"We stopped playing after a while," Steen said. "It's just not a mature third period on our part. Bish has played so solid for us, especially these last two games. We come out like that in the third ... it's a terrible way to finish a hockey game.
"No, there's no excuses."
Blues coach Davis Payne said, "There was some solid play out of our team in the first 40. But for our intent on getting to the top of the crease and making sure we stopped there, we knew there was going to be second-chance situations to get us on the board.
"Coming out for the third period, I thought the direction was good. We stopped ourselves at their blue line, we stopped ourselves at the top of the circles a couple times. You have to make sure you grind your way into a scoring chance sometimes."
The Blues found out the hard way the Flames, who jumped into fifth place in the Western Conference, were not about to relinquish a one-goal lead in a game that means so much as far as points are concerned.
"They make diving, desperation plays, sticks in lanes, they blocked a ton of shots tonight," Backes said of the Flames. "We didn't bear down and really have that extra drive and initiative to make plays, to bury pucks, to win our battles when we needed it. The result ends up (6-0) against a team fighting for their lives just like we are. They brought it tonight and they got the better of us and made us look pretty bad at the end."
Should the Blues be talking about playing desperate this time of the year?
"It's something we've got to channel, find, do something," Backes said. "It's not one guy. It's a full team effort. We win as a team, we lose as a team.
"Tonight, we're all going to be thinking about this. It should be tough for guys to sleep tonight, no question about it after the result and the way we played in the third."
It is a bit stunning for a team that prides itself on working hard.
"I think we're a hard-working team. We're a pretty structured team," Steen said. "When we get away from it, this is what happens. For us, if we work hard every night and stick to our structure and we get beat ... those are tough to swallow, but at least we know we gave it our all. It's nights like this that take you off. I think we beat ourselves tonight."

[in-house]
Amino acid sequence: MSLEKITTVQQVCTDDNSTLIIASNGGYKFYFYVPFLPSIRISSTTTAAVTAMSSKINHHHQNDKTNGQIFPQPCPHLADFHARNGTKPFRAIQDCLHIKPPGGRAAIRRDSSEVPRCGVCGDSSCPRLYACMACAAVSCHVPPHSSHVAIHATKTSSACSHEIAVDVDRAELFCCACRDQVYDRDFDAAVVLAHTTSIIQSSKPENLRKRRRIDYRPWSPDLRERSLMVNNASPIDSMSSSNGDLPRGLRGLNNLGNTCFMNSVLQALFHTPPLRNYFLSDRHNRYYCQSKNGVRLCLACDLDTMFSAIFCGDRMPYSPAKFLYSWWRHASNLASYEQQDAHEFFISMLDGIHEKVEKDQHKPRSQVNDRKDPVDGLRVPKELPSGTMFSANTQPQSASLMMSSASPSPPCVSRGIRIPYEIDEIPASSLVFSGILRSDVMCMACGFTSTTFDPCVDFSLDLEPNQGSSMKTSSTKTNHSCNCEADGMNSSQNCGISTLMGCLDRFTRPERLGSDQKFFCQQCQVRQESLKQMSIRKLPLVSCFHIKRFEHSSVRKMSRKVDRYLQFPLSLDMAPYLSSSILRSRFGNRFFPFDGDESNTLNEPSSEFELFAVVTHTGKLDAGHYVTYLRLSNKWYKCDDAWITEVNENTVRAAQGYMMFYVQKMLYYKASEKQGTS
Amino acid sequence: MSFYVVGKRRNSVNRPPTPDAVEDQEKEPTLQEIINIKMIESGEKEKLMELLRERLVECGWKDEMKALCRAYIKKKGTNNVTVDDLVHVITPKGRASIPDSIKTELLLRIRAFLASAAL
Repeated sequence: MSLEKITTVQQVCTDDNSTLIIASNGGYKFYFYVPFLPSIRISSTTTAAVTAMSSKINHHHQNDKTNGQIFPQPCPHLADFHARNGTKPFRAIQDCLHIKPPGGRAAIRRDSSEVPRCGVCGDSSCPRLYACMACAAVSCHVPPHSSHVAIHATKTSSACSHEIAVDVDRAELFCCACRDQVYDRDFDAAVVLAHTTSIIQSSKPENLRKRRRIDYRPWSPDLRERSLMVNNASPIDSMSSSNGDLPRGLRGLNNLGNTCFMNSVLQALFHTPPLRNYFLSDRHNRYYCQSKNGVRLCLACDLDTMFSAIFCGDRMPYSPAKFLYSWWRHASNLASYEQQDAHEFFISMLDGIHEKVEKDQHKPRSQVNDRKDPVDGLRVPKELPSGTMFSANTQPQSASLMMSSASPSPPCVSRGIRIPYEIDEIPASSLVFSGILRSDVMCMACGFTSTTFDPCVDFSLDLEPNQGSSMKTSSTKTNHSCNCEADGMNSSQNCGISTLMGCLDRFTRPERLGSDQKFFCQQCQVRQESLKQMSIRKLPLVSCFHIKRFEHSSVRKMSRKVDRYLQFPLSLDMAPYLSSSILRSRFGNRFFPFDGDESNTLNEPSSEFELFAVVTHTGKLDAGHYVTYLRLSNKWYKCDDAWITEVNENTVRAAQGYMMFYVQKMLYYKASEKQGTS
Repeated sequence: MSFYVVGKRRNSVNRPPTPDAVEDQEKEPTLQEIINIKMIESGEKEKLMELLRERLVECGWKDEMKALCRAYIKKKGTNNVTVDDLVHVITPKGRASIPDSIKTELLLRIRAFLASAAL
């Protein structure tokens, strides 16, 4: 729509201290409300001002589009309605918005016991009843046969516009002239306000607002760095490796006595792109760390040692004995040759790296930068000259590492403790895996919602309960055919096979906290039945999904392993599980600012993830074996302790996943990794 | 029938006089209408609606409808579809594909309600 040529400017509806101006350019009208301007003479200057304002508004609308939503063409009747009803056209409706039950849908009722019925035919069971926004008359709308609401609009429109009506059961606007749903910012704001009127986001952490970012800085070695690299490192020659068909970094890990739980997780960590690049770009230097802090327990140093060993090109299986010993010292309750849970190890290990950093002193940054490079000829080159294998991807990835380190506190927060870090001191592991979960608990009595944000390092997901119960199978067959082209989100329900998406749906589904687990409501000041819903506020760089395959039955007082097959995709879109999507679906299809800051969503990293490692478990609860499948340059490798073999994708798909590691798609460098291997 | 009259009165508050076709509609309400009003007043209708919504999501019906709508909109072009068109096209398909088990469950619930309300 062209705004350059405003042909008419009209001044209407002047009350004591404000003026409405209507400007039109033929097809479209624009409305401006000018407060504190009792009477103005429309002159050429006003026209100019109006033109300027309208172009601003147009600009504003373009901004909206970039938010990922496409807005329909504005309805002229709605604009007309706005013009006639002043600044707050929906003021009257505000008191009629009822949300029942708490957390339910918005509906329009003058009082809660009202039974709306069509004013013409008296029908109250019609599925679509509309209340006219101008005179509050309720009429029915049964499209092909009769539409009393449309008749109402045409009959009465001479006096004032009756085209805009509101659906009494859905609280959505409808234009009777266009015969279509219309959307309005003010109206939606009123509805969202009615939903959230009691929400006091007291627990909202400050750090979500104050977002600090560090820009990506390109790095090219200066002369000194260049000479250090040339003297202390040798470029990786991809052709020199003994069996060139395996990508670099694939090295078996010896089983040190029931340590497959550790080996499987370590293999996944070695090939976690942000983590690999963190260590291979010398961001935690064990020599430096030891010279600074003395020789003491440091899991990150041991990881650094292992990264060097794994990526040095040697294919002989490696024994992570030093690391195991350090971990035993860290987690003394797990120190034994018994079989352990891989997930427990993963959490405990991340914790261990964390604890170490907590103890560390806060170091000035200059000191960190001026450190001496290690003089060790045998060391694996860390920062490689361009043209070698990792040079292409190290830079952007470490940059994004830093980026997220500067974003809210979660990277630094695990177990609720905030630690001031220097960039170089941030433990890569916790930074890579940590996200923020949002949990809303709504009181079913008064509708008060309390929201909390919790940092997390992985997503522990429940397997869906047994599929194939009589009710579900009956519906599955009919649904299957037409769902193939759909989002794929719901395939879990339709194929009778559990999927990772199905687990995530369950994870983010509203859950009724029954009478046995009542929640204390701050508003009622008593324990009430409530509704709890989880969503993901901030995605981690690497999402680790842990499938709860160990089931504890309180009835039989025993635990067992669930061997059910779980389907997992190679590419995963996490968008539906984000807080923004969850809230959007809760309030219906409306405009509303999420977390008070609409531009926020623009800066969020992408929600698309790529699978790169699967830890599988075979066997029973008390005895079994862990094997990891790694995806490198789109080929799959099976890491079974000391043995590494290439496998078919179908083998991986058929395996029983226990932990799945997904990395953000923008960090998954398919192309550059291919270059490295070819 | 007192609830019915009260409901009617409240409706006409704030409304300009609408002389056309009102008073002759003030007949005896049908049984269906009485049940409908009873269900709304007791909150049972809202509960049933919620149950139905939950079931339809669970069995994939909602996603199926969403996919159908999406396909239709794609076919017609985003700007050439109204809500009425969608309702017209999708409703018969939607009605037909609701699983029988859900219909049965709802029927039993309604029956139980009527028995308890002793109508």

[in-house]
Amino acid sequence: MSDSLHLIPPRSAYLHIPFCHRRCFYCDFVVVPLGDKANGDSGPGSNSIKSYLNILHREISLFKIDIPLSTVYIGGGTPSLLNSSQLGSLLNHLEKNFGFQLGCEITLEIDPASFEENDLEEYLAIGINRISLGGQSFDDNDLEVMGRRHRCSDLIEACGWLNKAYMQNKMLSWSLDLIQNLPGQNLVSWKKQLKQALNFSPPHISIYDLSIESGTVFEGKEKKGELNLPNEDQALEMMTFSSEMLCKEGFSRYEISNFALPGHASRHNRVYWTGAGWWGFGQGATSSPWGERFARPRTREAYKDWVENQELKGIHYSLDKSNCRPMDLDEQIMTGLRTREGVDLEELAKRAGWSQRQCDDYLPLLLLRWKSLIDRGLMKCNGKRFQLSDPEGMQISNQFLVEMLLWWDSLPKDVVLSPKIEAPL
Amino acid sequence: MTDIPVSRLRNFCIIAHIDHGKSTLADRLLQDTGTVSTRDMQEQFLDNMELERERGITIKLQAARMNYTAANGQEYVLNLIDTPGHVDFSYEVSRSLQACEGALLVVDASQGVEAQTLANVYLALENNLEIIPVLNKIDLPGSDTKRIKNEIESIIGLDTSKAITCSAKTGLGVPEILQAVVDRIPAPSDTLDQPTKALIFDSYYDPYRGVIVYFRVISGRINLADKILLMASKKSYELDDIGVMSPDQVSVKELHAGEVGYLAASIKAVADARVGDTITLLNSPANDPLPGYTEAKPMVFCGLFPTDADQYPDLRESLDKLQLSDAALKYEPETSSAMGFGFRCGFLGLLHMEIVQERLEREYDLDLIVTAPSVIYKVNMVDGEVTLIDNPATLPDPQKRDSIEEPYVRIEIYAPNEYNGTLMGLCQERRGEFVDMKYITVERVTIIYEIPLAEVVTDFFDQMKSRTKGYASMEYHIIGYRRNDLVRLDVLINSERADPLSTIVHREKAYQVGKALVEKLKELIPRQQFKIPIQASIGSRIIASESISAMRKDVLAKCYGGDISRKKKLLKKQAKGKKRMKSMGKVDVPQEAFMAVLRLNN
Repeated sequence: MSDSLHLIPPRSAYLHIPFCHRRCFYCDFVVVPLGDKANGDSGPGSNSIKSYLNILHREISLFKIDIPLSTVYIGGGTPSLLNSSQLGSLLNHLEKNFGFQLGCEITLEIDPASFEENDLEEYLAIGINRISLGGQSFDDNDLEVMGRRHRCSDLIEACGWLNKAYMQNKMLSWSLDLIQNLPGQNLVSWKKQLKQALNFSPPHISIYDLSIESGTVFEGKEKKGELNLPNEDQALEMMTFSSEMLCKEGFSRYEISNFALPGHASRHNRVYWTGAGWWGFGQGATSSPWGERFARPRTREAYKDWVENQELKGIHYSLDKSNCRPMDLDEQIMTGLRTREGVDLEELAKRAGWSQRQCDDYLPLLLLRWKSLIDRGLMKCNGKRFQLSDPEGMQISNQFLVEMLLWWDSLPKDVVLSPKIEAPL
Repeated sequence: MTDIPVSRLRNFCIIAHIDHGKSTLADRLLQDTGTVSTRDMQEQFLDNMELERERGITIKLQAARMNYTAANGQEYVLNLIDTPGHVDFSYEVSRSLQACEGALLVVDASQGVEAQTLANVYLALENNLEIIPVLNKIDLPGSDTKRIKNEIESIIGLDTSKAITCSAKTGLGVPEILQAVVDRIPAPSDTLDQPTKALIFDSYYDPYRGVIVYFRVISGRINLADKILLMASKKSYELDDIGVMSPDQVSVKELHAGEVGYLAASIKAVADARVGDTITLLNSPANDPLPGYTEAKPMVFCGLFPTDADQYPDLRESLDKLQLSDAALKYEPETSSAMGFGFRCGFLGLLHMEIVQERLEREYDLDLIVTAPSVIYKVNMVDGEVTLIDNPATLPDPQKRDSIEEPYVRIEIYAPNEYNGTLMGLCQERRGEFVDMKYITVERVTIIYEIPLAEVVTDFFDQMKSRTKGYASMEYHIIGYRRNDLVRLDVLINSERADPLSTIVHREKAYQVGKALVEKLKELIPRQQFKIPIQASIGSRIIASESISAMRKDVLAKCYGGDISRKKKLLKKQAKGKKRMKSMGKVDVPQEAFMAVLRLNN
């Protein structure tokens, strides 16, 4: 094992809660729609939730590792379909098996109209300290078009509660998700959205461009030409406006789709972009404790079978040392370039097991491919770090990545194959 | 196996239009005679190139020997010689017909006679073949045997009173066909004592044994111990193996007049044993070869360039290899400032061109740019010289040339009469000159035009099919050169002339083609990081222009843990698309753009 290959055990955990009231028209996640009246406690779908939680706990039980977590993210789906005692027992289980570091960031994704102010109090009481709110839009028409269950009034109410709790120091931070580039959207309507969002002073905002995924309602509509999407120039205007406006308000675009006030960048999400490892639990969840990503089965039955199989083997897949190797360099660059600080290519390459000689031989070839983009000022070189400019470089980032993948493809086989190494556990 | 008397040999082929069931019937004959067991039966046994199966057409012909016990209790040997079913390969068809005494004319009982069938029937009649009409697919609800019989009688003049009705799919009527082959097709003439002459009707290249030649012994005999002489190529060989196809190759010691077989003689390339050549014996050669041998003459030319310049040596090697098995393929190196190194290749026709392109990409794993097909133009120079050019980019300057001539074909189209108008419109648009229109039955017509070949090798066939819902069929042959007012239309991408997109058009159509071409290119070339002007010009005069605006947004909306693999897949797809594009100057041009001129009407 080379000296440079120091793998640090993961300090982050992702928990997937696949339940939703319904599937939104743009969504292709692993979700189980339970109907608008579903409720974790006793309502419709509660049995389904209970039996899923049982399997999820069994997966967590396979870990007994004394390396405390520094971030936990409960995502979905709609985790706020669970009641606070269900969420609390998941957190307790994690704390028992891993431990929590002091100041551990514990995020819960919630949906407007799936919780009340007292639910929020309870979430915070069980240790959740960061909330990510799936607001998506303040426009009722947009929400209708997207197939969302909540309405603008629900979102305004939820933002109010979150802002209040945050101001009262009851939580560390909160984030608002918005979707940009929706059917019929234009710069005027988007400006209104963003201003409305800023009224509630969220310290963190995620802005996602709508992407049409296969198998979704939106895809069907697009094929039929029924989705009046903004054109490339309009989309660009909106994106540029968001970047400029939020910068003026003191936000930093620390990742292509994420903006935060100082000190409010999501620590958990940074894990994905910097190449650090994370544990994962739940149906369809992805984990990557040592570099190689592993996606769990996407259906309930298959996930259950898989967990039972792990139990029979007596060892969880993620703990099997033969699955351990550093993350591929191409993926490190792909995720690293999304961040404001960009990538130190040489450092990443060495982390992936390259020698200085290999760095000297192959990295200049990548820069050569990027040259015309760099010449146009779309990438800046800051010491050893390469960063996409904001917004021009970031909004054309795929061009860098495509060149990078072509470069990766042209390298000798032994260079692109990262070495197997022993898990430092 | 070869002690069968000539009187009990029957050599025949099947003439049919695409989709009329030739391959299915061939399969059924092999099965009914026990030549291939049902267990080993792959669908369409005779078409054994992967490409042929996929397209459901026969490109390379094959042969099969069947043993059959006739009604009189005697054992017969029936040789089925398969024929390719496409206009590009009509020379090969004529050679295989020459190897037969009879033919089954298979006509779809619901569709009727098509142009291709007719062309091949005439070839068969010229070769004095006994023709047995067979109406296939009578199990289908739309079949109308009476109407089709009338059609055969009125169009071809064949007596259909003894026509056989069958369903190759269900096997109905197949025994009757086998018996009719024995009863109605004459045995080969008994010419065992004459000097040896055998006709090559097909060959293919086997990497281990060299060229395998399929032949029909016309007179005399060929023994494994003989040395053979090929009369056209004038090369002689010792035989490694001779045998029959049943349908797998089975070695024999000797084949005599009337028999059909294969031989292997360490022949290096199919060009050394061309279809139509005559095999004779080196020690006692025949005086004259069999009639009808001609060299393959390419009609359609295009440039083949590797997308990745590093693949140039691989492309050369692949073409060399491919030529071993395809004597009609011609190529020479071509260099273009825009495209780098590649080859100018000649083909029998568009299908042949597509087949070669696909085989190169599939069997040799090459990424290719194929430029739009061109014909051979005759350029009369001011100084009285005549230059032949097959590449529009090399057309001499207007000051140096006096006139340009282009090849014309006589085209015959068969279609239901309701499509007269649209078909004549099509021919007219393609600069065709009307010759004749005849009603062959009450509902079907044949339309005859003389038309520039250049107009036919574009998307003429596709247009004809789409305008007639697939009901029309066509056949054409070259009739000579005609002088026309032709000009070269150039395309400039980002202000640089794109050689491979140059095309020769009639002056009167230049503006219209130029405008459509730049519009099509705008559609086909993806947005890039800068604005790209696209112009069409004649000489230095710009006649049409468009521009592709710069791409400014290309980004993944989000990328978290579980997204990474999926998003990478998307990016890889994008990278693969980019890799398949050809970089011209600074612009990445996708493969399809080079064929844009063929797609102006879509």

* NOTES -- Blues general manager Doug Armstrong announced Tuesday that forward Vladimir Sobotka has a cracked bone in his left foot and was placed on injured-reserve. Sobotka will miss at least four weeks, then be reevaluated. Also, Armstrong said that goalie Jaroslav Halak has a cracked bone in his right hand but is day-to-day. Armstrong said Halak wouldn't be ready for Thursday's game at Washington but could be available for Saturday at the New York Islanders. Center Philip McRae (knee) was also placed on IR for two weeks. Armstrong also said David Perron is back from visiting doctor in Vancouver and that Perron is feeling "somewhat the same," and that no real progress has been made. ... The Blues recalled Adam Cracknell from Peoria to replace Sobotka in the lineup. ... Defenseman Nikita Nikitin (lower-body) missed his third consecutive game. ... Kiprusoff has allowed one goal on 81 shots in three games against the Blues this season. He has a 0.34 goals-against average and .988 save percentage on the season against the Blues. ... After going 111 games without being shut out, the Blues have been blanked in back-to-back games. ... The Blues have gone 122:07 without a goal. Their last goal was Matt D'Agostini's goal in Edmonton with 2:07 remaining in the game. ... Iginla has 24 goals and 40 assists in 55 career games against the Blues.